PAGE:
Iridodictyum vartanii (Foster) Rodion.
It was first described in 1885 in Gardeners' Chronicle, and an illustration (No.6942) was published in Curtis's Botanical Magazine two years later. It was named by Sir Michael Foster after Dr. Kaloost Vartan from Nazareth. Who discovered the iris while working in Palestine in the foothills around Nazareth, and sent the specimen to Foster for classification. It was originally described as brown in colour, presumably due to deterioration in transportation.
It has four leaves that are un-equalsided and up to 20 cm tall (when in flower), but that increases to nearly 40 cm later.
Due to its early flowering (during winter), the leaves can be damaged (by snow and ice) so much that the plant does not form healthy bulbs for the next year. So it is best grown like other species of iris in an alpine house or bulb frame. It is hardy to USDA Zone 3.
Like other members of the reticulata group (including Iris danfordiae), it has the habit of the main bulb splitting into many bulblets, that can take many years (between 2–3 years) to reach flowering size again.
It was originally found near the city of Nazareth in Palestine. It was also found in Israel, Jordan and Syria. On rocky hillsides. It is found in Golan, Galilee, Mount Carmel, Samarian desert and Judean mountains, various regions of Levantine. But according to Dr Dawud Al-Eisawi's book Wild Flowers of Jordan, it is now thought to be extinct in Jordan.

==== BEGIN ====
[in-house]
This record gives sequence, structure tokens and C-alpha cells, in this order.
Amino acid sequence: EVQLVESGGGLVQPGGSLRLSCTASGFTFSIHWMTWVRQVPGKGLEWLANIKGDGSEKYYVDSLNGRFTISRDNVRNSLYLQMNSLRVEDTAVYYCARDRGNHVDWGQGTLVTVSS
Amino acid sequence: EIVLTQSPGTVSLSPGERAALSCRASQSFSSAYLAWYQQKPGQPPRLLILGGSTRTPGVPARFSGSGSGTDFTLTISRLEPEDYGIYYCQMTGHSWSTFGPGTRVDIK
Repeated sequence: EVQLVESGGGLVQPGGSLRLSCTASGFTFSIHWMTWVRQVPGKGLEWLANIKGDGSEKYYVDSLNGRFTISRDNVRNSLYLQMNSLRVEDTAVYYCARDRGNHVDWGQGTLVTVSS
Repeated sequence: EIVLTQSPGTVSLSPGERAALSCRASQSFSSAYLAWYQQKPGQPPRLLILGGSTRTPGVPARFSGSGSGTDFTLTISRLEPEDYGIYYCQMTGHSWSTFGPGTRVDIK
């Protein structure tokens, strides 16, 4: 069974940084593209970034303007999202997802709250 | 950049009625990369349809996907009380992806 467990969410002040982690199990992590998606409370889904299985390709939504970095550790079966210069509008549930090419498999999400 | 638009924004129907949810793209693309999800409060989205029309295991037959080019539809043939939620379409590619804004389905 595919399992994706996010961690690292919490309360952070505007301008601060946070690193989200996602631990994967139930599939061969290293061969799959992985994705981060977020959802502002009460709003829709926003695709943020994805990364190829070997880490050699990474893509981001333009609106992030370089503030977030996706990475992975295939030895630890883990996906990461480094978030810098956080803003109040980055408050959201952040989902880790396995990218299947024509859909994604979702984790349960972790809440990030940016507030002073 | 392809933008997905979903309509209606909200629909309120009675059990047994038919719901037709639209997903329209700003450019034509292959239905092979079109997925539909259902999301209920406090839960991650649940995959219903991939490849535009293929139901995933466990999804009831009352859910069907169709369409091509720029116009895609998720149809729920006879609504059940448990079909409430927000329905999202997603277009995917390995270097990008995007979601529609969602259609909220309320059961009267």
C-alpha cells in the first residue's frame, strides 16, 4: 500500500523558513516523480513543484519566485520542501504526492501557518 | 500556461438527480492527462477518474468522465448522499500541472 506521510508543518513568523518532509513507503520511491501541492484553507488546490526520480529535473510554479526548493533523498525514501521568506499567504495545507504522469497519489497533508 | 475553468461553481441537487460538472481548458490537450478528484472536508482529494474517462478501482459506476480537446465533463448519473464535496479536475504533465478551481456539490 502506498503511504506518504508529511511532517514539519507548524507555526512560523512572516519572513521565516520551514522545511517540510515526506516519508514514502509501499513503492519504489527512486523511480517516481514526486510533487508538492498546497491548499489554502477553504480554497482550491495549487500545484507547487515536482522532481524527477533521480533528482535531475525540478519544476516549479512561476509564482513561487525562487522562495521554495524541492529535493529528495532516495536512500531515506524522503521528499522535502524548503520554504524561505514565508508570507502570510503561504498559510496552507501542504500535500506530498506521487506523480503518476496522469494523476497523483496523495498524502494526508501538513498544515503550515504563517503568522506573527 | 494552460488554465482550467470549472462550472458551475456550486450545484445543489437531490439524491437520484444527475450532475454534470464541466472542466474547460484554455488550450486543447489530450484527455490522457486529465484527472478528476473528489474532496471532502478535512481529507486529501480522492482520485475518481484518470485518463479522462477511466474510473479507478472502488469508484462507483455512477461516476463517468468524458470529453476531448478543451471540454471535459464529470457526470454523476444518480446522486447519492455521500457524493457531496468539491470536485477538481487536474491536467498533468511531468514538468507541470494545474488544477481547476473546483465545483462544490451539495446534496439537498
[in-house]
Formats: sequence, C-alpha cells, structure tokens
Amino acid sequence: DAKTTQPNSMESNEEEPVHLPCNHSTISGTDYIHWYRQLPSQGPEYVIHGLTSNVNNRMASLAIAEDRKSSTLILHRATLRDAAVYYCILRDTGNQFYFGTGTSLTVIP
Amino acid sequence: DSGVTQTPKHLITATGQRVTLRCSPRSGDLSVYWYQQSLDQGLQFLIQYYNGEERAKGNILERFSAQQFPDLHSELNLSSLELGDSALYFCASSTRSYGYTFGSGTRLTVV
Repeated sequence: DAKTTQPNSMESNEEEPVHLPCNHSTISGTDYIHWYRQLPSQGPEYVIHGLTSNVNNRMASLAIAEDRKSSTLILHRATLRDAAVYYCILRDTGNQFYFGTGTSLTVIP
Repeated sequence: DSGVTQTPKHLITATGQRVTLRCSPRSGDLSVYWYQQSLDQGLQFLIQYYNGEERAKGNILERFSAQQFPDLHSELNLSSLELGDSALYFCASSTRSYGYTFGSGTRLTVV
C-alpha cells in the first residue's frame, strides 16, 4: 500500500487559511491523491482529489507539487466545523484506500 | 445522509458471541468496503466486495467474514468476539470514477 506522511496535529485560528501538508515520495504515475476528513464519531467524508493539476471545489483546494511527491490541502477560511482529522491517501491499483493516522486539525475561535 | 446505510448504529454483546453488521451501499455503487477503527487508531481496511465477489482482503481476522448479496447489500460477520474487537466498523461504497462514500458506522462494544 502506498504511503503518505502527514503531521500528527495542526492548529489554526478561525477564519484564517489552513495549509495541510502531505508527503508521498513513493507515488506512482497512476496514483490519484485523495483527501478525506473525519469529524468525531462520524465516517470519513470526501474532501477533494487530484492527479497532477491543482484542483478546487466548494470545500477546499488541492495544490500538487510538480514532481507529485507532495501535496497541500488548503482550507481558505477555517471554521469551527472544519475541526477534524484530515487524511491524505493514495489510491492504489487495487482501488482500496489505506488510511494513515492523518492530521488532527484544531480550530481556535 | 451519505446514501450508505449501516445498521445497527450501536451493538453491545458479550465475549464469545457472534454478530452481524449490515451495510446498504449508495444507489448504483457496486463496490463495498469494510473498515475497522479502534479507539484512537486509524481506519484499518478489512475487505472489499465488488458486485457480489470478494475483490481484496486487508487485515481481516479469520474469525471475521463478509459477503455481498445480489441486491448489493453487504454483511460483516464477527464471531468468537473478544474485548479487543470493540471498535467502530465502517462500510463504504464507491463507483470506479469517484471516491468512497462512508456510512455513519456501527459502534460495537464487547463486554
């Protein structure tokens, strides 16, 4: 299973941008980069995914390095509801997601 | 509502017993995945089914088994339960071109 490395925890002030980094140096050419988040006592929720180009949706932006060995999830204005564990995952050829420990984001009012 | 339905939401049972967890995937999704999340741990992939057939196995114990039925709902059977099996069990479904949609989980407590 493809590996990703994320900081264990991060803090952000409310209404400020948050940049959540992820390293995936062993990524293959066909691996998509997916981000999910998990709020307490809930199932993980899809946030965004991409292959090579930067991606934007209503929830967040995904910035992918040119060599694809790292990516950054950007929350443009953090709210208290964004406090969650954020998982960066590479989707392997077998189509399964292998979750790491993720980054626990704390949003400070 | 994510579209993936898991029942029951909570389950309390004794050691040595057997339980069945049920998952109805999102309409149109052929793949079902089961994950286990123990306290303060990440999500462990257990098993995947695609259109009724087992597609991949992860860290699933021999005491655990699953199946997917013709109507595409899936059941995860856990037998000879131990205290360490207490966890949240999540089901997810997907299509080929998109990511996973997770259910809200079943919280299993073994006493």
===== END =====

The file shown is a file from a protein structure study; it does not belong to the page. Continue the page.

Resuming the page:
First found in 1910 in Beersheba and Hebron, it was originally thought to be a white form of I. histrioides. On 21 December 1912, it was described in 'The Garden' magazine of the Royal Horticultural Society, now as a white form of I. vartanii. Then in 1913, it gained Award of Merit by the RHS.
It is sometimes referred to as Iris vartanii var. alba.
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